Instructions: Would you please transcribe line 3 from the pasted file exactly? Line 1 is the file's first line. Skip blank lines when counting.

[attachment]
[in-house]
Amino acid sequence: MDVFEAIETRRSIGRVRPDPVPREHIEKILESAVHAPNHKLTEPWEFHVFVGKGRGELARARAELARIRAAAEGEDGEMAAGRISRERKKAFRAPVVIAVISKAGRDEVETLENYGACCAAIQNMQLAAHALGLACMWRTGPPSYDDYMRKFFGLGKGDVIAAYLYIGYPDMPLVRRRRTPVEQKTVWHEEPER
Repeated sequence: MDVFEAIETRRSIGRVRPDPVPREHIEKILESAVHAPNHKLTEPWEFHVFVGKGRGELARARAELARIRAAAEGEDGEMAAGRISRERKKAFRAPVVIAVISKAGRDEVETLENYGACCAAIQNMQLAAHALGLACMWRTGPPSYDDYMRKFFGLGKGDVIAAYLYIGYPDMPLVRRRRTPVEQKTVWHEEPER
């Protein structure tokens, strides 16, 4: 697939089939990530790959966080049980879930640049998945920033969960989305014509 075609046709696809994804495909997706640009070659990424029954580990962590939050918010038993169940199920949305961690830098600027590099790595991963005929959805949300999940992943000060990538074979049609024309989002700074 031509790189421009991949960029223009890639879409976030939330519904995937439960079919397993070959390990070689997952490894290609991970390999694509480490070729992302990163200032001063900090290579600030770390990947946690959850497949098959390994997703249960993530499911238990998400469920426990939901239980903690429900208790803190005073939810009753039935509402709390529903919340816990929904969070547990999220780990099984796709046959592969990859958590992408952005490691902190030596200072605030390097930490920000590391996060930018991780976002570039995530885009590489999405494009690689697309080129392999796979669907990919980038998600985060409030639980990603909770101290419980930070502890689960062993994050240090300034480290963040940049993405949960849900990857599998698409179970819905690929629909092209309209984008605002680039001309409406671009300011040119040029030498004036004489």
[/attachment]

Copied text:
Repeated sequence: MDVFEAIETRRSIGRVRPDPVPREHIEKILESAVHAPNHKLTEPWEFHVFVGKGRGELARARAELARIRAAAEGEDGEMAAGRISRERKKAFRAPVVIAVISKAGRDEVETLENYGACCAAIQNMQLAAHALGLACMWRTGPPSYDDYMRKFFGLGKGDVIAAYLYIGYPDMPLVRRRRTPVEQKTVWHEEPER